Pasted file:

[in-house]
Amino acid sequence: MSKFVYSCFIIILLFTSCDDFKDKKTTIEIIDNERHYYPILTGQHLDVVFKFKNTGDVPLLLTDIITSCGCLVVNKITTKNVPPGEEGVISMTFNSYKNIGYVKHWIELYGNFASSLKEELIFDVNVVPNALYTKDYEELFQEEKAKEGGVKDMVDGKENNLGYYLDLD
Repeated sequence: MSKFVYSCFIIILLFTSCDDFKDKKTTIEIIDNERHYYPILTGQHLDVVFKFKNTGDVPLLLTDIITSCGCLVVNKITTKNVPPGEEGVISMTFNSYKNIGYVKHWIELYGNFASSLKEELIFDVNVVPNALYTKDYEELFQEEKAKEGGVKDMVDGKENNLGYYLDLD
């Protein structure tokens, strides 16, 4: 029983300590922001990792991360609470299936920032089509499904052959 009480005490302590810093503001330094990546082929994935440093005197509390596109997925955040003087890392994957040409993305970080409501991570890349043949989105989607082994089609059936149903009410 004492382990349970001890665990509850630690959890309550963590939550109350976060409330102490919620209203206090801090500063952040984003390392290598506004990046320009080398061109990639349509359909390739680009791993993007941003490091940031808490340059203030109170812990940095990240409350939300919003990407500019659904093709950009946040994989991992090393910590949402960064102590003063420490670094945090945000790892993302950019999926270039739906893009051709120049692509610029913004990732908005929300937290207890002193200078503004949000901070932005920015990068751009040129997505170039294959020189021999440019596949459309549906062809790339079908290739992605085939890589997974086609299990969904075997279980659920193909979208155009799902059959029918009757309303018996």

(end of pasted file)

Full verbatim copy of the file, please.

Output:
[in-house]
Amino acid sequence: MSKFVYSCFIIILLFTSCDDFKDKKTTIEIIDNERHYYPILTGQHLDVVFKFKNTGDVPLLLTDIITSCGCLVVNKITTKNVPPGEEGVISMTFNSYKNIGYVKHWIELYGNFASSLKEELIFDVNVVPNALYTKDYEELFQEEKAKEGGVKDMVDGKENNLGYYLDLD
Repeated sequence: MSKFVYSCFIIILLFTSCDDFKDKKTTIEIIDNERHYYPILTGQHLDVVFKFKNTGDVPLLLTDIITSCGCLVVNKITTKNVPPGEEGVISMTFNSYKNIGYVKHWIELYGNFASSLKEELIFDVNVVPNALYTKDYEELFQEEKAKEGGVKDMVDGKENNLGYYLDLD
């Protein structure tokens, strides 16, 4: 029983300590922001990792991360609470299936920032089509499904052959 009480005490302590810093503001330094990546082929994935440093005197509390596109997925955040003087890392994957040409993305970080409501991570890349043949989105989607082994089609059936149903009410 004492382990349970001890665990509850630690959890309550963590939550109350976060409330102490919620209203206090801090500063952040984003390392290598506004990046320009080398061109990639349509359909390739680009791993993007941003490091940031808490340059203030109170812990940095990240409350939300919003990407500019659904093709950009946040994989991992090393910590949402960064102590003063420490670094945090945000790892993302950019999926270039739906893009051709120049692509610029913004990732908005929300937290207890002193200078503004949000901070932005920015990068751009040129997505170039294959020189021999440019596949459309549906062809790339079908290739992605085939890589997974086609299990969904075997279980659920193909979208155009799902059959029918009757309303018996």